Last quarter's GDP was less of a slip...
And more of a free-fall: GDP for the US plunged an adjusted, annualized 32.9%, the worst single-quarter decline in economic activity on record. Moody's Analytics chief economist Mark Zandi went as far as to call the situation our economy faces "...a very deep and dark hole." But there's more to this drop in GDP than the headlines indicate, and while there's plenty to be concerned about (it is 2020, after all), additional details paint a brighter picture.
Why did national GDP fall, and will it affect me?
As with many things in the financial world this year, the pandemic is our driving factor: with people stuck at home and businesses closed, personal consumption, exports, investments, and non-federal government spending all declined, dragging GDP along with them. This collective hit to our combined total of all goods and services could affect your immediate net worth slightly as bad economic news hits the stock market: the Dow fell 225 points for the day, even as tech stocks posted gains. Beyond that slight ding to your investments, what a bad quarter may mean for us is a less optimistic take on our future wealth. Since GDP is used as a benchmark of a nation's standard-of-living, a drop suggests to the world that our national quality of life is in decline. Rather than a deadly bolt of financial lightning, this change to our GDP may better represent threatening clouds in the distance.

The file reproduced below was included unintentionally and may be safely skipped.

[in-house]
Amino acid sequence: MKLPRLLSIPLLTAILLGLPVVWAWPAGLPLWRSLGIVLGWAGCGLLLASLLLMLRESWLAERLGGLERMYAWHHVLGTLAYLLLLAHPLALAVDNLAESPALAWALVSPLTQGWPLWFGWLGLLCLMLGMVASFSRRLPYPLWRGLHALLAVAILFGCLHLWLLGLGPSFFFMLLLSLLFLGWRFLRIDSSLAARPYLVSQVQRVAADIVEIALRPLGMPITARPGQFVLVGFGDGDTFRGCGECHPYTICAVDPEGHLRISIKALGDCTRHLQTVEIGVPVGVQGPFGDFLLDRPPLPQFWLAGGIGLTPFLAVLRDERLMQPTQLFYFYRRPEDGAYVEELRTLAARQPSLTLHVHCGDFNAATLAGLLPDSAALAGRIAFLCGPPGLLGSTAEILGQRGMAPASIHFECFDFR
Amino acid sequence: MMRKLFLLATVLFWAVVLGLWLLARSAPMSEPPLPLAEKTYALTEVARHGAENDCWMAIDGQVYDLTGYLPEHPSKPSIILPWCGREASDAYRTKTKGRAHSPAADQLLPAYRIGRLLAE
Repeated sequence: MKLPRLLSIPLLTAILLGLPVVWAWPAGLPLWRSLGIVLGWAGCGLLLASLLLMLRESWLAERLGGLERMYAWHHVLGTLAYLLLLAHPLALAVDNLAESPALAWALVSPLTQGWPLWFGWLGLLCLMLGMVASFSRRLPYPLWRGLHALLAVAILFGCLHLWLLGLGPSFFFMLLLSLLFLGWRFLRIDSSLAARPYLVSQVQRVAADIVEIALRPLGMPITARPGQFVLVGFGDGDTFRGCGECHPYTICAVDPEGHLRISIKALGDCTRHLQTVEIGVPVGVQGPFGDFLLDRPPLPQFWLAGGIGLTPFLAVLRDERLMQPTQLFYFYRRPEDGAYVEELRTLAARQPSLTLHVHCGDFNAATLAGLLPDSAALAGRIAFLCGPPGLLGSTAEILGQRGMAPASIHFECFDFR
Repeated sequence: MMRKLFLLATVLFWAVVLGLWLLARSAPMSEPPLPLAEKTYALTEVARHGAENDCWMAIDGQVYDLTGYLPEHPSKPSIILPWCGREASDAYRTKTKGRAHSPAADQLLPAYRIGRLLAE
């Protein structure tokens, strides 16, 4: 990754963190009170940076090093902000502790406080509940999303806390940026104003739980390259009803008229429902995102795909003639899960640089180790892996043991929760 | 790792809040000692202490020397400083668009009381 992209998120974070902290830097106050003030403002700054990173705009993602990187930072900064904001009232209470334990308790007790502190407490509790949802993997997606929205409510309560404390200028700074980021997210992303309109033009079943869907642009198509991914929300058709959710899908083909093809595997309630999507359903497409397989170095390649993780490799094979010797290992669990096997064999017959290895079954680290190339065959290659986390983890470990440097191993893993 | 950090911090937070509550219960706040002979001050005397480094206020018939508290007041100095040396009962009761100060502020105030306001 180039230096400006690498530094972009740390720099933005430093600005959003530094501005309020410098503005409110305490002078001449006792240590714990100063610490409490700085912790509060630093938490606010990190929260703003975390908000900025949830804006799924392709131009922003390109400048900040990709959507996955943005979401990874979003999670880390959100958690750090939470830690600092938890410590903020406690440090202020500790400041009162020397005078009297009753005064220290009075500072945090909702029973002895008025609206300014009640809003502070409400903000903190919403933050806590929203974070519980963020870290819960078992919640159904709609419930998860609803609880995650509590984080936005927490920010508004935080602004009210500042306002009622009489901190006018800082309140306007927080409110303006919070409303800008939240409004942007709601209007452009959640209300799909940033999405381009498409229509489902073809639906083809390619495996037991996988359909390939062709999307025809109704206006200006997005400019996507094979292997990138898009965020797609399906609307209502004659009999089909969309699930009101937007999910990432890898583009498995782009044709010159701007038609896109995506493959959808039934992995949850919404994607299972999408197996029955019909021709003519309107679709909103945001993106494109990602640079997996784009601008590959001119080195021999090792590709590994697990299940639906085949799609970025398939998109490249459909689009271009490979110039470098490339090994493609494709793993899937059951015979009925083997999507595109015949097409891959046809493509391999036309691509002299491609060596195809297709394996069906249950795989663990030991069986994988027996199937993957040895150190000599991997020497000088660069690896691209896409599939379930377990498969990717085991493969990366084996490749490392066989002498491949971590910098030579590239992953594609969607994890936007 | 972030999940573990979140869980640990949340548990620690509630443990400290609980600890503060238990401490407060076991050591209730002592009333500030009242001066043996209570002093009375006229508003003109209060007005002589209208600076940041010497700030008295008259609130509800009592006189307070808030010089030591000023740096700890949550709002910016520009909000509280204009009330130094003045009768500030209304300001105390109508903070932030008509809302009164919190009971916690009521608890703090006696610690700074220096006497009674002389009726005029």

Why "33% annualized" doesn't really mean 33%
As the NYT explains, just because GDP fell 33% doesn't mean the entire US economy contracted by a third this spring. GDP is reported as an annual rate, which shows how much GDP would change if our economy was to maintain this pace every month for a full year. Annualized rates, which analysts favor because they make long term data comparisons easier, can sometimes result in buzzy, slightly misleading data if misunderstood. Using the same principle, it would be like getting a $60 parking ticket one month and saying you're paying an annualized $720! In reality, our economic output shrank by closer to 10% between the Q1 and Q2, which is still a serious decline, but not nearly as catastrophic as headlines suggest.
The bad news was still better than expected
As historic as a 33% decline may be, experts expected an even steeper drop: Dow Jones-surveyed economists thought GDP would fall 35% and in June the Atlanta Fed predicted a massive 53% nosedive. The real results outperformed analyst expectations, suggesting that even the pros might be just a tad too pessimistic. And these same experts don't think that 33% decline will be maintained for the rest of the year. In fact, they expect the opposite: economists at Goldman Sachs believe that national GDP will grow by 25% next quarter, as businesses reopen and adapt to the prospect of a pandemic lasting well into 2021. So while our economy may be in a dark place, even the most informed among us seem to expect a coming dawn (although it may take us until 2030 to completely recover and reach pre-COVID forecasts).